Roger, Viktor, and Arnor sitting on the porch steps.
Viktor Hansen (Eirik Evjen) is a perceptive thirteen-year-old Norwegian boy living with his middle class family, which includes his father, a church sexton (Lasse Kolsrud), homemmaker mother (Janne Kokkin), and his older brother Ole Kristian (Jonas Lauritzsen), known as OK. OK is a natural athlete, and at the beginning of the film we see him playing goalie on his local soccer team coached by his Uncle Reidar (Robert Skjaerstad), who owns the local sports equipment store in town. More than anything, Viktor wants to be like OK, the cool guy that everyone admires. We also meet Viktor’s two best friends that are his age, Roger (Martin J. R. Eidissen) and Arnor (Eirik Stigar). Like Viktor, they admire OK and would like to be like him. But since they don’t have the same athletic skills as OK, they decide to form a band to get the local girls’ attention, even though none of them have any musical skills. The three boys get wrapped up in their band plans, which is exciting for them, but causes Viktor, even though he sees signs with his family that something is wrong, to ignore what is happening right in front of him.
Viktor’s parents help OK up after he passed out.
The big family secret is that OK has contracted leukemia. He is not responding well to treatment, and he only has months left to live. While he can, OK plans to live life to the fullest and he hooks up with Roger’s older sister, Car (Kristine Skolt Gjertsen). The only problem is that Car has just broken off a relationship with local thug Remi (Joachim Rafaelsen), who takes great delight in terrorizing the younger set of kids in town. Viktor gets caught in the middle of the triangle because he wants to protect OK. Another plot line begins to develop when Viktor and his friends go off to a week of a coed camp where they are expecting to have a good time and interact with the girls. But instead of the new camp counselor they are expecting, the pastor of the church (Bjarte Hjelmeland) is their chaperone. The three sneak out at night to visit the girls, but are caught when the ladder they use to climb up to the girls’ window falls to the ground. But Viktor makes initial contact with Sissel (Madeleine Johansen) and his brother OK cheers him up after others chide him for making a fool of himself.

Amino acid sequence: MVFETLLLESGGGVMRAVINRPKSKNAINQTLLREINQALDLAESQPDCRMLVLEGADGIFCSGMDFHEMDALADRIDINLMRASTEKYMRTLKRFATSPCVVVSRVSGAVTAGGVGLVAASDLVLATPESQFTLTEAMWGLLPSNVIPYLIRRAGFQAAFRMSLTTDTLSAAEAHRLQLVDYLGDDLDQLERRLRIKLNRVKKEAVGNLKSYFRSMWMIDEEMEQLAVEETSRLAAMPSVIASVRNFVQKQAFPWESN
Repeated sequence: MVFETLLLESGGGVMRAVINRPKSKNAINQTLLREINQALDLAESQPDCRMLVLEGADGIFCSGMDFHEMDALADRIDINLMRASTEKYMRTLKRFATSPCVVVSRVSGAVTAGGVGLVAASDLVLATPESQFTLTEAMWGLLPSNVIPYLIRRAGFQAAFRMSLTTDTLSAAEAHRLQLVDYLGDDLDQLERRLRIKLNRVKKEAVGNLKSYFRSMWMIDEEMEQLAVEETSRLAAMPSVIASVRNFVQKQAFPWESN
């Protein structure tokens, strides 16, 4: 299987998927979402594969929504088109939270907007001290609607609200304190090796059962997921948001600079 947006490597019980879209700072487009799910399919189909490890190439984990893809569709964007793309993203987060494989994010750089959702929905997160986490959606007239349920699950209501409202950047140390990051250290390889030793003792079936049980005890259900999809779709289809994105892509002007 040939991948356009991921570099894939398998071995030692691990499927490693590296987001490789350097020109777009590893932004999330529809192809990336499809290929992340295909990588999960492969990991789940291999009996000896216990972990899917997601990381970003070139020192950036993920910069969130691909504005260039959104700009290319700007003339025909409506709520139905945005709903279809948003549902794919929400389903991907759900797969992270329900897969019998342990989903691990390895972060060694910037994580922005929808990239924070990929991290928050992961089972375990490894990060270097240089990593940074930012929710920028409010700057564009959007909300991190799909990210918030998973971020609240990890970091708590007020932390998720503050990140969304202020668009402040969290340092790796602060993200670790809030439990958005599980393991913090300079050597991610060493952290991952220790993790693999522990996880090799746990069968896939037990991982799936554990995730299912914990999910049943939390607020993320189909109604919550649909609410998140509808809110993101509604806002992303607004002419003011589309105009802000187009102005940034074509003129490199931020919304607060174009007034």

Viktor tries to understand what is going on in his family.
OK continues to support and confide in Viktor, explaining that they were actually half brothers and their so-called uncle is actually OK’s father. Another twist in the story comes when OK reveals that Car is pregnant with his child. This is a very serious revelation that Viktor is sworn to keep secret. Viktor internalizes all of his feelings about what is going on in his life, and his just emerging relations with girls but eventually realizes that he cannot continue to live this way. Roger and Viktor pledge to do anything to help when Remi and his friend Vidar come after Car and OK and the two of them are very clever in how they prevent harm from coming to their older siblings. Sadly the leukemia causes OK to be hospitalized, and now Viktor realizes how serious things have become. Viktor has many questions that need answering, and the balance of the film’s narrative deals with how he solves problems within his family and finds the anwers he needs in his own person life.
Roger, Viktor, and Arnor on their bicycles.
A film like Glasskår points out the differences in concept between a typical American family film and the European approach. A film like this with serious issues, open discussion about them, and the lack of family communication when crises occur would be given at least a PG-13 rating in America, whereas the European concept is that this truly is a family film and that the audience should include the age group of the kids involved. The story is relatively simple in its events and plotline, but is well presented and the viewer quickly gains empathy for the characters, especially Eirik Evgen, who gives an outstanding performance in the lead role. This is a true coming of age story that feels completely real throughout. Writer and director Lars Berg has done a masterful job with this film. His point that young kids face these kind of issues all the time in real life rings true; so why not discuss this in a family film? Although the dialogue is all in Norwegian, it is very watchable with its English subtitles.
Viktor goes to pass the football to his brother OK in the hospital.
Viktor picks up a shell at the beach.
Glasskår is set in Norway, with its cold winter season, so when we see Eirik Evjen in his leading role as Viktor Hansen wearing black low top chucks, it is during the warmer spring and summer months. Just as you would see in America, black low top chucks are a popular sneaker for a thirteen-year-old kid like Viktor to wear, and he looks particularly good in his outfit of those chucks, a varsity jacket, jeans, and white athletic socks. There aren’t many closeup shots, but the two that stick out are when Viktor is searching for shells at the beach, and when he sits down with his two buddies to become blood brothers toward the end of the film.
Viktor sits down inside the church.
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